Litigants can no longer approach High Court directly if police fail to act on their complaints :Madras HC

The filing of a complaint, getting redress or remedy immediately or alternatively police filing an FIR to proceed with criminal investigation and further trial when the charged are the normal processes when a criminal offense is committed.

It is also the fundamental right of any citizen who is criminally wronged by another to have his complaint heard and redressed without delay.

However, this matter has been made so complicated and lengthy that it will take ages before honest litigants will see justice

The procedure as understood by us

  • When complaint is filed only CSR would be given
  • Then police will investigate within six weeks
  • Police can close the case after six weeks
  • If police close the case, NO FIR will be filed
  • If party / complainant is aggrieved by this he can approach the Judicial Magistrate
  • The Magistrate may issue orders to police under Sec 156(3) instructing police to register FIR and conduct inquiry
  • If police do not act according to court instructions contempt of court case can be filed on them !!
  • if litigants are not satisfied with the order of the magistrate they can approach the HC !!

Now just imagine how long this would take and how a comman man can go thru all this to get justice

But let me hasten to add, MONEY MILKING #fakeCase FIRs, by women, on hapless husbands and elderly mother in laws would be #fastTracked and handled very well by the well oiled system !!

==== news from “The Hindu” online news paper =====

‘Litigants can no longer approach High Court directly if police fail to act on their complaints. Madras HC

The court will entertain applications when the police fail to follow the timetable to take action on a complaint

The court will entertain applications when the police fail to follow the timetable to take action on a complaint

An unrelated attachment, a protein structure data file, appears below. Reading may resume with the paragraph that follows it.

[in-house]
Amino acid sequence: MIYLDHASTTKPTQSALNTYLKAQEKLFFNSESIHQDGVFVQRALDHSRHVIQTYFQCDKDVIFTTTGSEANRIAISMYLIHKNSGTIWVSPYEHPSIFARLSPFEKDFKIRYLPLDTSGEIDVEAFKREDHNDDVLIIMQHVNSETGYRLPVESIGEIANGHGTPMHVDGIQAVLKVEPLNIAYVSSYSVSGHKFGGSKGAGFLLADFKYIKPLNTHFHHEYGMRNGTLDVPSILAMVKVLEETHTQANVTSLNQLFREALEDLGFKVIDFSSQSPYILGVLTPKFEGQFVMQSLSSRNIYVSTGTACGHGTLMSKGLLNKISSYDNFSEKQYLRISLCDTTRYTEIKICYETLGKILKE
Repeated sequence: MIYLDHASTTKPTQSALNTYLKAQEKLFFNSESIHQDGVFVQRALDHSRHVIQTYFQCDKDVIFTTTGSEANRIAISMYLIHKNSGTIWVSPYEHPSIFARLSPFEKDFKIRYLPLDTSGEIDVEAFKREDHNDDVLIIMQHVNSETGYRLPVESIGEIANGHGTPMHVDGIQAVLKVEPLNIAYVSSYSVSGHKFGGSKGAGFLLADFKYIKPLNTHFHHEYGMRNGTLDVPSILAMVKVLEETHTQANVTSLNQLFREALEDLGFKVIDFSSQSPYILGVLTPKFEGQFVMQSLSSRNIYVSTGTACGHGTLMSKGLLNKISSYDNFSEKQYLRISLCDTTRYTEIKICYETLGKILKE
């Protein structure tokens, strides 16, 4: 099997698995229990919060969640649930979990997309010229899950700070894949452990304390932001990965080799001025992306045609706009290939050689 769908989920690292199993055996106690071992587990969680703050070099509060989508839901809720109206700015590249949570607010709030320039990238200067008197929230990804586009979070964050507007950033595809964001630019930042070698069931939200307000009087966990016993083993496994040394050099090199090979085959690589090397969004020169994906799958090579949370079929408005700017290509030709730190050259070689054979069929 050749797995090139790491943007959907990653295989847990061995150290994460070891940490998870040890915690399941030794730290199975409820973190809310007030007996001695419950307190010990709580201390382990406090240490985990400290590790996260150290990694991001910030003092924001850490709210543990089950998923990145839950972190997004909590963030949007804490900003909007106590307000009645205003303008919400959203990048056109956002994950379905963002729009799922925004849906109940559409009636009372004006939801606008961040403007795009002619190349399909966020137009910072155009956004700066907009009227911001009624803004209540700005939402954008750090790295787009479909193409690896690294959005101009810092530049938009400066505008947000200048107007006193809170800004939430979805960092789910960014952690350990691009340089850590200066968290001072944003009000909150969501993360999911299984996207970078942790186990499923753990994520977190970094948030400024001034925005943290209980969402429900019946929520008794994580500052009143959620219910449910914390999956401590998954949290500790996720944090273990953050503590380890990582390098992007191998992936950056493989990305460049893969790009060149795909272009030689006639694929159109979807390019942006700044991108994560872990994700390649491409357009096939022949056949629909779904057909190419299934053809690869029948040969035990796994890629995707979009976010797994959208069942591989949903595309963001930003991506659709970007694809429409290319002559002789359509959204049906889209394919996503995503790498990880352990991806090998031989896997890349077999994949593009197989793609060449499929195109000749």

In a significant judgment, the Madras High Court has ruled that litigants can no longer approach the High Court directly if police refuse to act upon their complaints, before exploiting the other available remedies, including moving the jurisdictional judicial magistrate.

Justice P.N. Prakash passed directions to this effect on Tuesday while dismissing a batch of criminal original petitions seeking direction to the police to register FIR on their complaints.

However, the judge made it clear that the doors of the High Court will not be completely shut. “This court will entertain applications seeking to register an FIR when the police fail to follow the timetable (within six weeks) to take action on a complaint set by the Supreme Court,” the judge said.

The issue whether litigants can directly approach the High Court under Section 482 (Inherent powers of the high court) of the Cr.P.C. seeking relief either to file an FIR or to quash one without exhausting the alternative remedies available before a judicial magistrate was raised by an advocate while the court was hearing one such petition.

According to the advocate, such petitions are not maintainable. In view of the objection, Justice Prakash directed the Registry to notify the proposition enabling the members of the Bar to address the issue on September 12. On the appointed day, a large number of senior advocates and lawyers appeared before the court and submitted their views. Recording their contentions, the judge reserved his decision.

On Tuesday, while pronouncing his decision, the judge ruled that petitions seeking to register an FIR circumventing the timetable fixed by the apex court in Lalita Kumari case was not maintainable.

Now, in view of the decision, a person aggrieved by the inaction of police on their complaints has to first approach the jurisdictional magistrate with a copy of the complaint and an affidavit setting down the dates on which the complaint was made to the Station House Officer.

On such application, the magistrate shall pass orders thereon within 15 days, either issuing directions or dismissing the petition.

SOURCE : The Hindu online

 

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